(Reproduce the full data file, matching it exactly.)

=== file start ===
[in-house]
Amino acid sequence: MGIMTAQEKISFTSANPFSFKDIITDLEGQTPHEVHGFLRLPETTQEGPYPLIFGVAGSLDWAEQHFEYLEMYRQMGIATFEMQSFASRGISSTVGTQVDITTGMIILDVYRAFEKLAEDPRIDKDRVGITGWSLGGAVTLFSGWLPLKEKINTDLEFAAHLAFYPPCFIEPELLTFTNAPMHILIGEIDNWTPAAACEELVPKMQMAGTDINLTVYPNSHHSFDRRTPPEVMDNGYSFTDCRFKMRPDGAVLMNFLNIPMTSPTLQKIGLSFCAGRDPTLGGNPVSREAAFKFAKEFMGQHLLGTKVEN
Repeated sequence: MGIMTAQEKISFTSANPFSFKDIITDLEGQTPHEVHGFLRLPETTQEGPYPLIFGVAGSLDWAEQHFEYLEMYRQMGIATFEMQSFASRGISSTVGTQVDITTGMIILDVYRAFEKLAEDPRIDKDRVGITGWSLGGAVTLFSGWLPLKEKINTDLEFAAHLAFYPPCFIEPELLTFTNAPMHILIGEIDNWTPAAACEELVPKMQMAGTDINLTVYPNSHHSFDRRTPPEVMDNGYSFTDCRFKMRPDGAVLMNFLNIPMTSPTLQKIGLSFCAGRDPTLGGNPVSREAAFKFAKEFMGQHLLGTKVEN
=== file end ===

[in-house]
Amino acid sequence: MGIMTAQEKISFTSANPFSFKDIITDLEGQTPHEVHGFLRLPETTQEGPYPLIFGVAGSLDWAEQHFEYLEMYRQMGIATFEMQSFASRGISSTVGTQVDITTGMIILDVYRAFEKLAEDPRIDKDRVGITGWSLGGAVTLFSGWLPLKEKINTDLEFAAHLAFYPPCFIEPELLTFTNAPMHILIGEIDNWTPAAACEELVPKMQMAGTDINLTVYPNSHHSFDRRTPPEVMDNGYSFTDCRFKMRPDGAVLMNFLNIPMTSPTLQKIGLSFCAGRDPTLGGNPVSREAAFKFAKEFMGQHLLGTKVEN
Repeated sequence: MGIMTAQEKISFTSANPFSFKDIITDLEGQTPHEVHGFLRLPETTQEGPYPLIFGVAGSLDWAEQHFEYLEMYRQMGIATFEMQSFASRGISSTVGTQVDITTGMIILDVYRAFEKLAEDPRIDKDRVGITGWSLGGAVTLFSGWLPLKEKINTDLEFAAHLAFYPPCFIEPELLTFTNAPMHILIGEIDNWTPAAACEELVPKMQMAGTDINLTVYPNSHHSFDRRTPPEVMDNGYSFTDCRFKMRPDGAVLMNFLNIPMTSPTLQKIGLSFCAGRDPTLGGNPVSREAAFKFAKEFMGQHLLGTKVEN